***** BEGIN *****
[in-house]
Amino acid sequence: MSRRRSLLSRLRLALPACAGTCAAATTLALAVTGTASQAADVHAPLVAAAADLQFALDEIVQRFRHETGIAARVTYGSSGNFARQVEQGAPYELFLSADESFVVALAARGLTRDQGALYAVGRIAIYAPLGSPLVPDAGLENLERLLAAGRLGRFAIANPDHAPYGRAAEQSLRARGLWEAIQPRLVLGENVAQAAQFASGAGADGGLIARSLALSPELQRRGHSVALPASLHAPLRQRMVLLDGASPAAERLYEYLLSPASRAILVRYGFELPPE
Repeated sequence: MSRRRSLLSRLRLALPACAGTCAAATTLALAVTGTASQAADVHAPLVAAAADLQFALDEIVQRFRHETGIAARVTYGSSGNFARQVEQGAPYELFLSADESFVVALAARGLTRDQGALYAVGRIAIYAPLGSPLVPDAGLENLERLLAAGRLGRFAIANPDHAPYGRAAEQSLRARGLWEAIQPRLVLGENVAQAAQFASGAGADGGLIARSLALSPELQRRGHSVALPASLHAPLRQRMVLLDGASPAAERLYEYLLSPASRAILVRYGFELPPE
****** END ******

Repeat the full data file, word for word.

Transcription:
[in-house]
Amino acid sequence: MSRRRSLLSRLRLALPACAGTCAAATTLALAVTGTASQAADVHAPLVAAAADLQFALDEIVQRFRHETGIAARVTYGSSGNFARQVEQGAPYELFLSADESFVVALAARGLTRDQGALYAVGRIAIYAPLGSPLVPDAGLENLERLLAAGRLGRFAIANPDHAPYGRAAEQSLRARGLWEAIQPRLVLGENVAQAAQFASGAGADGGLIARSLALSPELQRRGHSVALPASLHAPLRQRMVLLDGASPAAERLYEYLLSPASRAILVRYGFELPPE
Repeated sequence: MSRRRSLLSRLRLALPACAGTCAAATTLALAVTGTASQAADVHAPLVAAAADLQFALDEIVQRFRHETGIAARVTYGSSGNFARQVEQGAPYELFLSADESFVVALAARGLTRDQGALYAVGRIAIYAPLGSPLVPDAGLENLERLLAAGRLGRFAIANPDHAPYGRAAEQSLRARGLWEAIQPRLVLGENVAQAAQFASGAGADGGLIARSLALSPELQRRGHSVALPASLHAPLRQRMVLLDGASPAAERLYEYLLSPASRAILVRYGFELPPE